The last two years have been so difficult for my youngest son.
A mix of physical and mental health issues made “Back to School 2016” and “2017” the least of our worries.
I am so very grateful to say that he is feeling better, much better. We are beginning to get back into a routine that has less to do with medication management and meltdowns, and more to do with learning.
It’s been a much-needed breath of fresh air, and it has both of us more excited about the new school year than we have been in a long time.
Because he is feeling so much better, I have felt more freedom to plan and to really think through how to best help him learn this year. (I think in the past, I have only planned the minimum, not wanting to feel disappointed and discouraged when we weren’t able to do all the things.)
The truth is, he is behind in most subjects. He is struggling to keep up, in most subjects. Of course he is. Two years of chronic pain and constant anxiety will do that to a learner. Add his learning differences into the mix and it can feel a little daunting to us both at times.
At twelve, he is headed into sixth grade. I would love to report back in June and say it was his best homeschool year yet. He is one of the hardest workers I know. He deserves it.
With that in mind, I want to share our curriculum choices and basic plan for the year.
As I thought about how to organize our learning choices, I decided it would be best to give you this information in the way that I think about it as I plan for my son.
Rather than subject by subject, I tend to think about my son’s learning in three main categories –
The Life Skills
These categories help me plan, and also allow me to adjust on the tough days while adding-in more learning on days when my son is doing well.
Today, I will share our choices, with links to more info, within the context of these three buckets.
Homeschooling Middle School: Our Sixth Grade Special Needs Curriculum
Notes: I have used all of these programs in various capacities in the past. They continue to be my favorites for teaching Language Arts. Brave Writer is a perfect fit for my son’s learning differences. All About Reading is the only program that has really allowed my son to make significant progress in reading (so much so that we are almost ready to move into Level 3!) and the online component of Reading Eggs rounds out his learning.
Notes: I just shared an entire post explaining why we made the switch to Teaching Textbooks and we are still going strong with this program. This is the only completely new to us curriculum choice for this year.
Notes: We have used Oak Meadow off and on and I am happy to have it back in the line-up for this year. Their sixth grade history curriculum centers around Ancient Civilizations through the Middle Ages. It takes an around the world approach (not just Greek and Roman). Tina’s Dynamic Homeschool Plus has about a million options for hands-on ancient civilizations study and she is planning to add even more for this school year. Beautiful Feet is my favorite for just about everything – we plan to finish up the geography study from late last year in the Fall.
Beautiful Feet – History of Science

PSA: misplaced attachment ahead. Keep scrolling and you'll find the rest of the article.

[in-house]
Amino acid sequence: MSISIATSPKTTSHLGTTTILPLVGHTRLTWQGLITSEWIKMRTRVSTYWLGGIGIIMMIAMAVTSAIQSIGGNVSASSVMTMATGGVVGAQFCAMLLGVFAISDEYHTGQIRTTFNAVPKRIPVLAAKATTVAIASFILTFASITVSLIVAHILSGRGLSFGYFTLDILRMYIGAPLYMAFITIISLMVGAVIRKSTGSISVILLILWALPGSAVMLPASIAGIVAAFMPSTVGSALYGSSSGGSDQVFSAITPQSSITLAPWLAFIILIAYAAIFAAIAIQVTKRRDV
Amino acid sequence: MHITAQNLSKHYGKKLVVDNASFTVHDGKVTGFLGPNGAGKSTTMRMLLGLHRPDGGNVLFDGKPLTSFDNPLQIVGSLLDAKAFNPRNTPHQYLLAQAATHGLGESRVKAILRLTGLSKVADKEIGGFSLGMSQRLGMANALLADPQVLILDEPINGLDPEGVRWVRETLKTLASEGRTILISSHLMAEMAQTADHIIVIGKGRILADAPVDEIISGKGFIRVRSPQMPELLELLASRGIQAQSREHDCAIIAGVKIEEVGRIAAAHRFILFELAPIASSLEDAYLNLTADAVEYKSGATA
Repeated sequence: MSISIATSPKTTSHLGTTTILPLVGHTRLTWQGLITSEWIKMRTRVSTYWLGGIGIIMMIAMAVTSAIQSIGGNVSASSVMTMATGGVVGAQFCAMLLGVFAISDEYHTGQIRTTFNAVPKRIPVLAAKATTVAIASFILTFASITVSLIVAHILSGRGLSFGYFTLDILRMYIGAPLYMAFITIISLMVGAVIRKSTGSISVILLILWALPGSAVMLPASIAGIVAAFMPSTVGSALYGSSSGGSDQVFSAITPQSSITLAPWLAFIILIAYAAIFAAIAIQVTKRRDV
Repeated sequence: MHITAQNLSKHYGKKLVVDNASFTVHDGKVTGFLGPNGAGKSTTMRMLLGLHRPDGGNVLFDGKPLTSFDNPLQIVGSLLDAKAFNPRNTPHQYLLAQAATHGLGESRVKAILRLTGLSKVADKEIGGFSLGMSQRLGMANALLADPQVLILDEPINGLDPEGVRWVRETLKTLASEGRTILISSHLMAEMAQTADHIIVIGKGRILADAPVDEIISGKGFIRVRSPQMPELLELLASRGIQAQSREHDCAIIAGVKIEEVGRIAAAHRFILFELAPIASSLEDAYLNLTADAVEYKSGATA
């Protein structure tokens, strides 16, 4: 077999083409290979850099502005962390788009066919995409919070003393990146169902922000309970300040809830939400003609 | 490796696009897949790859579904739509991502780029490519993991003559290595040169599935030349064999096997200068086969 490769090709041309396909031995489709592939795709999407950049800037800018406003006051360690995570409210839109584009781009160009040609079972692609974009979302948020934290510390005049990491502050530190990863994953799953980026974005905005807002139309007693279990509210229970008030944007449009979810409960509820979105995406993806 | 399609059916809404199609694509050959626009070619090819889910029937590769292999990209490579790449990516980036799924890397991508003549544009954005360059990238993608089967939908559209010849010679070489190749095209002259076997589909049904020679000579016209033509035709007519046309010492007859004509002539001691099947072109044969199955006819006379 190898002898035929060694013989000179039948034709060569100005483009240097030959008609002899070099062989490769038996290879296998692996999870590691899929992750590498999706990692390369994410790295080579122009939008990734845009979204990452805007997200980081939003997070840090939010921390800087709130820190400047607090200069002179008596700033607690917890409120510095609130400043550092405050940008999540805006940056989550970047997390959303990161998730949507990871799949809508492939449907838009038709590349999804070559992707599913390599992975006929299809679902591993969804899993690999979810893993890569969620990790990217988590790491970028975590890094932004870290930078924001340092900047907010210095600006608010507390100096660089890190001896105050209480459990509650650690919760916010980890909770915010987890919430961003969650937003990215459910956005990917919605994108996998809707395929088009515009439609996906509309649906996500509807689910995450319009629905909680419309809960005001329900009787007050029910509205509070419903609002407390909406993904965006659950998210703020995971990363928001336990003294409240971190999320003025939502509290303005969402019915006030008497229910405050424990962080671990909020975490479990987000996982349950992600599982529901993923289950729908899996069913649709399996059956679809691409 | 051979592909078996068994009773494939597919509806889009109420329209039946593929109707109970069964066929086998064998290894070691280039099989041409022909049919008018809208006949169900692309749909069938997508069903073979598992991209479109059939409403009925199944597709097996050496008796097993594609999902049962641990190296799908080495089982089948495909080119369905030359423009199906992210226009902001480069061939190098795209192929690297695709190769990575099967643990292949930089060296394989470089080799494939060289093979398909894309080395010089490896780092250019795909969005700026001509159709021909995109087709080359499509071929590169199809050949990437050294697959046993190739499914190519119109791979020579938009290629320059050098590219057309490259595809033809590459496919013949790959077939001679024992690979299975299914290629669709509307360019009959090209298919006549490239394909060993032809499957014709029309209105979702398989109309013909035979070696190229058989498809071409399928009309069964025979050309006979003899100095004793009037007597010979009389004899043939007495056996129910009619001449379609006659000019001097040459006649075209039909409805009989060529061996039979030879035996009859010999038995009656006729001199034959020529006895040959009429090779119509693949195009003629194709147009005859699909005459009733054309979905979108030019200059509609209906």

Notes: Again, Beautiful Feet. The History of Science Study is so much more robust than I first realized. Not only are there wonderful read alouds about real people (so much preferred to a textbook for my little guy!) but there is a whole book of coordinating, hands-on science experiments as well. In addition, we are continuing our focus on Human Anatomy. Because of my son’s chronic illnesses, I have found it to be extremely important for him to know and understand his body. Plus, adding the TOOBs makes it fun!
Audio Books, and more Audio Books
Art – Sparketh and Picture Studies
Notes: I write about these all the time, because we are using these layers all the time. We will continue these interest-led studies throughout the year. I call this section “The Layers” because I feel like all of these items layer on top of our “Basics” quite well. The truth is, most of our learning time is spent in these types of learning activities.
The Life Skills
Family Would You Rather – Mary @ Not Before 7
Outside Speech Therapy
Student Planner Consistent Use
The Reptile Room
Notes: This area is the one that makes the greatest impact in our overall days, and ultimately, progress in learning. If my son is anxious or struggling with life skills, it is very difficult for him to focus on math. As such, I have tried to be as specific as possible in my planned approach for therapies and life skills for the year. The Reptile Room is completely new. Since we moved, we now have space to house all of my son’s pet reptiles in one room. This is huge! It means we start our day taking care of the animals. We also end our day taking care of the animals. Book-ending our learning with something that is interesting and fun has made transitions so much easier for my son.
I know many of you are also navigating the beginning of your homeschool year. Maybe you are in a good place, like we are. Maybe you are struggling as we have in the past. No matter what your current circumstances, I’m glad you are here.
My hope is that this list might make things a little easier. It can feel lonely for the homeschooling mom of a child with special needs this time of year.
The curriculum choices we see online look different than what we are facing. The sample schedules look different than what we know our kiddos can handle. Even the tone feels different in Facebook groups and curriculum round-ups, with all the pictures of smiling, happy kids gathered at a school table together.
Please let me encourage you –
A special needs homeschool may look different, but that doesn’t make it less than.
Wishing you and yours a wonderful school year.
Looking for Big Brother’s High School Curriculum Plan?